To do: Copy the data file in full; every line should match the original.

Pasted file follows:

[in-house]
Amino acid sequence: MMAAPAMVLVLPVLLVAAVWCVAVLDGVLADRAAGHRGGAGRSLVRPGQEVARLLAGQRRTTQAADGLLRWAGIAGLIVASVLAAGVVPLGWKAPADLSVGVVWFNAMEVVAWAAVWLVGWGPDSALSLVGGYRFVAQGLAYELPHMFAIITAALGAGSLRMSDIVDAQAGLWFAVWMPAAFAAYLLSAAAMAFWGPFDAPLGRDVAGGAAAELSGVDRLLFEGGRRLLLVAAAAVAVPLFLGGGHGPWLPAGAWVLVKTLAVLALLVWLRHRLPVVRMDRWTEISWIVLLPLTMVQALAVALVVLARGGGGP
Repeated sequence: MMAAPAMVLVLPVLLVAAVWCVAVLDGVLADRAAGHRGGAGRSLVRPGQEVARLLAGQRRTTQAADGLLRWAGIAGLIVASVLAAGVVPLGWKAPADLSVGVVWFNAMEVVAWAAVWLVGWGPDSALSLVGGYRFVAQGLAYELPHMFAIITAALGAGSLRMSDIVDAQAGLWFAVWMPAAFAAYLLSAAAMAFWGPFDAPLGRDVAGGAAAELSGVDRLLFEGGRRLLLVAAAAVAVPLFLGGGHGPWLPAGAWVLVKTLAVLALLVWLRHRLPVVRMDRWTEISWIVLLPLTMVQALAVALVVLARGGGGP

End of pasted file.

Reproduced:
[in-house]
Amino acid sequence: MMAAPAMVLVLPVLLVAAVWCVAVLDGVLADRAAGHRGGAGRSLVRPGQEVARLLAGQRRTTQAADGLLRWAGIAGLIVASVLAAGVVPLGWKAPADLSVGVVWFNAMEVVAWAAVWLVGWGPDSALSLVGGYRFVAQGLAYELPHMFAIITAALGAGSLRMSDIVDAQAGLWFAVWMPAAFAAYLLSAAAMAFWGPFDAPLGRDVAGGAAAELSGVDRLLFEGGRRLLLVAAAAVAVPLFLGGGHGPWLPAGAWVLVKTLAVLALLVWLRHRLPVVRMDRWTEISWIVLLPLTMVQALAVALVVLARGGGGP
Repeated sequence: MMAAPAMVLVLPVLLVAAVWCVAVLDGVLADRAAGHRGGAGRSLVRPGQEVARLLAGQRRTTQAADGLLRWAGIAGLIVASVLAAGVVPLGWKAPADLSVGVVWFNAMEVVAWAAVWLVGWGPDSALSLVGGYRFVAQGLAYELPHMFAIITAALGAGSLRMSDIVDAQAGLWFAVWMPAAFAAYLLSAAAMAFWGPFDAPLGRDVAGGAAAELSGVDRLLFEGGRRLLLVAAAAVAVPLFLGGGHGPWLPAGAWVLVKTLAVLALLVWLRHRLPVVRMDRWTEISWIVLLPLTMVQALAVALVVLARGGGGP